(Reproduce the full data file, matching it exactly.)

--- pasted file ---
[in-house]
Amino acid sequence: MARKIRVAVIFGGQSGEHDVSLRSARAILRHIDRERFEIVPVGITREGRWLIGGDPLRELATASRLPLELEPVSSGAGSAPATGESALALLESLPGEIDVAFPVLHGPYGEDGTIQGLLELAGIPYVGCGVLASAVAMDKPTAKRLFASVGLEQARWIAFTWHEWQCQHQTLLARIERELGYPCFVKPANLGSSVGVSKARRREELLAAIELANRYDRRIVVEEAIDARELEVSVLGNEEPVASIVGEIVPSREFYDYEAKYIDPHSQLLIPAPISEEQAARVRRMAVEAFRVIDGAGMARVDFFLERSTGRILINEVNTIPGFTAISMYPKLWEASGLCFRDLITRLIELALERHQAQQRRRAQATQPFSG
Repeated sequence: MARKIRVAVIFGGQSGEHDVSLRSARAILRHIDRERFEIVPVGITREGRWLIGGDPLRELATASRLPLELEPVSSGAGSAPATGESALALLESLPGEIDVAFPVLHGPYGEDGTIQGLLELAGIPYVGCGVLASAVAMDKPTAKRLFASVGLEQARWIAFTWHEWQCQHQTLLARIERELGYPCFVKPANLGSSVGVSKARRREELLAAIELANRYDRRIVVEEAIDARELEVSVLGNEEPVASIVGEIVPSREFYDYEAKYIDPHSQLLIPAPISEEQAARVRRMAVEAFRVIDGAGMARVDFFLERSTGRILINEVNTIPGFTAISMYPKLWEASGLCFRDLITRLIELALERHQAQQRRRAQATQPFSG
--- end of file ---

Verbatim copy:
[in-house]
Amino acid sequence: MARKIRVAVIFGGQSGEHDVSLRSARAILRHIDRERFEIVPVGITREGRWLIGGDPLRELATASRLPLELEPVSSGAGSAPATGESALALLESLPGEIDVAFPVLHGPYGEDGTIQGLLELAGIPYVGCGVLASAVAMDKPTAKRLFASVGLEQARWIAFTWHEWQCQHQTLLARIERELGYPCFVKPANLGSSVGVSKARRREELLAAIELANRYDRRIVVEEAIDARELEVSVLGNEEPVASIVGEIVPSREFYDYEAKYIDPHSQLLIPAPISEEQAARVRRMAVEAFRVIDGAGMARVDFFLERSTGRILINEVNTIPGFTAISMYPKLWEASGLCFRDLITRLIELALERHQAQQRRRAQATQPFSG
Repeated sequence: MARKIRVAVIFGGQSGEHDVSLRSARAILRHIDRERFEIVPVGITREGRWLIGGDPLRELATASRLPLELEPVSSGAGSAPATGESALALLESLPGEIDVAFPVLHGPYGEDGTIQGLLELAGIPYVGCGVLASAVAMDKPTAKRLFASVGLEQARWIAFTWHEWQCQHQTLLARIERELGYPCFVKPANLGSSVGVSKARRREELLAAIELANRYDRRIVVEEAIDARELEVSVLGNEEPVASIVGEIVPSREFYDYEAKYIDPHSQLLIPAPISEEQAARVRRMAVEAFRVIDGAGMARVDFFLERSTGRILINEVNTIPGFTAISMYPKLWEASGLCFRDLITRLIELALERHQAQQRRRAQATQPFSG